8 December 2015 Five Ways to "Hold the Holidays"
As I look at our calendar this week, we have three holiday parties on the agenda filled with savory delights of mini quiches, pot stickers, and meat rolls filled with cream cheese to sweet pleasures of peppermint bark, truffles and gingerbread cookies and, of course, tantalizing beverages offered just once a year.
Since there is such an emphasis on food and celebration from mid-November to early January, it is obviously not a good time to start losing weight. Thus, this holiday season, make your goal to maintain and not gain weight. Interestingly enough, even though the media touts that the average American gains 5 pounds during these 6 weeks of festivities, a study in the New England Journal of Medicine determined that the average person gains just one pound over the holidays. The problem is that this one pound is never lost during the summer and our weight slowly creeps up; thus, typically we gain 10 pounds over 10 years.
Consequently, in addition to helping you “hold the holidays,” incorporating these healthy nutrition and exercise tips into your routine each week will also help you build better habits today which will last you a lifetime.
5 Ways to Hold the Holidays
1. Weigh yourself when you wake up every morning.
Though weighing yourself daily is controversial as a strategy for weight management, a systematic literature review demonstrated that “frequent self-weighing seems to be a helpful strategy for adults who have been successful at losing weight, maintaining weight loss, or preventing weight gain.”
Thus, try an experiment on yourself this season and determine if weighing yourself daily is a good reality check to prevent weight gain.
2. When you indulge, make sure it is something worth indulging in.
Make good choices so that those appealing food encounters really are worth it. Rather than choosing a factory-made sweet treat, which after a while all taste the same to me, select something unique or special which you have never had before. Make a conscious choice to tickle your taste buds and try something new and homemade. Ask yourself if those calories are worth it or if you are just eating those foods because they are there.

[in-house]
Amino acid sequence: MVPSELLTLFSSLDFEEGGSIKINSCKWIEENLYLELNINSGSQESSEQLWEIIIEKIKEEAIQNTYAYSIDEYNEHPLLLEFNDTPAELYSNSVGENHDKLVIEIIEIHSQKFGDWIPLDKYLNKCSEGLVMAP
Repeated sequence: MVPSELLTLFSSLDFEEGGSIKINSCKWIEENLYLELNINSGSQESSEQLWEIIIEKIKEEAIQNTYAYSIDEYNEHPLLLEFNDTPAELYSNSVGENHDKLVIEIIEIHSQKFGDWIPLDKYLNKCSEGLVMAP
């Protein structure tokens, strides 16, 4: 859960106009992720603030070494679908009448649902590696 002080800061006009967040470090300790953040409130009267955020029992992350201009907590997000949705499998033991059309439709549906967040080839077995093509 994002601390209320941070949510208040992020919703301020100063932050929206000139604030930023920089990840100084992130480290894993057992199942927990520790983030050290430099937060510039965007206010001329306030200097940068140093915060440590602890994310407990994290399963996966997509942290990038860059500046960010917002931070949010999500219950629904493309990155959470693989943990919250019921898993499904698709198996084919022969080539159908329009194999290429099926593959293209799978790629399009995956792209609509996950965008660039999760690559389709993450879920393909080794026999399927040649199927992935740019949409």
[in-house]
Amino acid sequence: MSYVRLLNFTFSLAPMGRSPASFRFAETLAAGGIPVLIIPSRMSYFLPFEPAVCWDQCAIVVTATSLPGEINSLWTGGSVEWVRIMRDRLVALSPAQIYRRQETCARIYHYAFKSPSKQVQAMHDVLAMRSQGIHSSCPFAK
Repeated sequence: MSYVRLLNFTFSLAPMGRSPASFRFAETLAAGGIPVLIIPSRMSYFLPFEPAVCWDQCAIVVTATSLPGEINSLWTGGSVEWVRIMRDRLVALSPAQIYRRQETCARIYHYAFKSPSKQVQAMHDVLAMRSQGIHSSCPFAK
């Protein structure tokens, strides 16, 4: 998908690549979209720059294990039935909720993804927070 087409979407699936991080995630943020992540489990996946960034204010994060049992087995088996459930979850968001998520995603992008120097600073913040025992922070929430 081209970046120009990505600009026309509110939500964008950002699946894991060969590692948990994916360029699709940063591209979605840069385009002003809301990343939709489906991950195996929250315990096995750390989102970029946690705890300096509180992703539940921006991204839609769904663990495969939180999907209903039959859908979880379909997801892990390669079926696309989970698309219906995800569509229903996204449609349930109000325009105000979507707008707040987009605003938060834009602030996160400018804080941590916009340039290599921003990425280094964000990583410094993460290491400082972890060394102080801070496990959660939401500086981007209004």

3. Start the day with a healthy breakfast which contains a protein food.
Some people trying to lose weight assume that they can save their daily calories for the company party that evening by not eating breakfast. However, by the time the evening party rolls around, the person is so hungry that he/she does not have the patience to make good choices. Thus, eating a hearty breakfast with a good source of protein, such as a hard-boiled egg, oatmeal with nuts, whole grain bread with peanut butter or an unflavored yogurt with fresh fruit and nuts makes a protein-filled breakfast to start the day and prevent overeating later in the day.
4. Walk. Walk. Walk.
You know all of those little ways to increase steps; well, apply them today!
- Climb the stairs.
- Park as far away from your work and grocery store as possible.
- Walk to the drinking fountain once an hour.
- Walk in place or lift weights during commercials on TV
- Pace when you are talking on the phone.
Stepping it up (sorry about the pun) and implementing those small changes can make a big difference today and in the future.
5. Fill up on fruits and vegetables. Eat five per day.
Fill your day with at least five fruits and vegetables for healthy weight management. Fruits and vegetables provide many antioxidants and fiber to keep you fuller longer. If you are invited to a holiday party, bring a fruit or vegetable tray; in addition to providing a healthy and colorful alternative on the potluck line, if there are leftovers, you have a healthy option at home.
Finally, by weighing yourself every morning, indulging only in foods that are worth it, beginning the day with a hearty breakfast that contains protein, stepping up your walking, and eating five fruits and vegetables a day, you can prevent gaining that one pound that is so difficult to lose in a year. By building better habits today, you can decrease your risk for cardiovascular disease, high blood pressure, types of cancer, and prediabetes. Challenge yourself to “hold the holidays” and maintain your weight.
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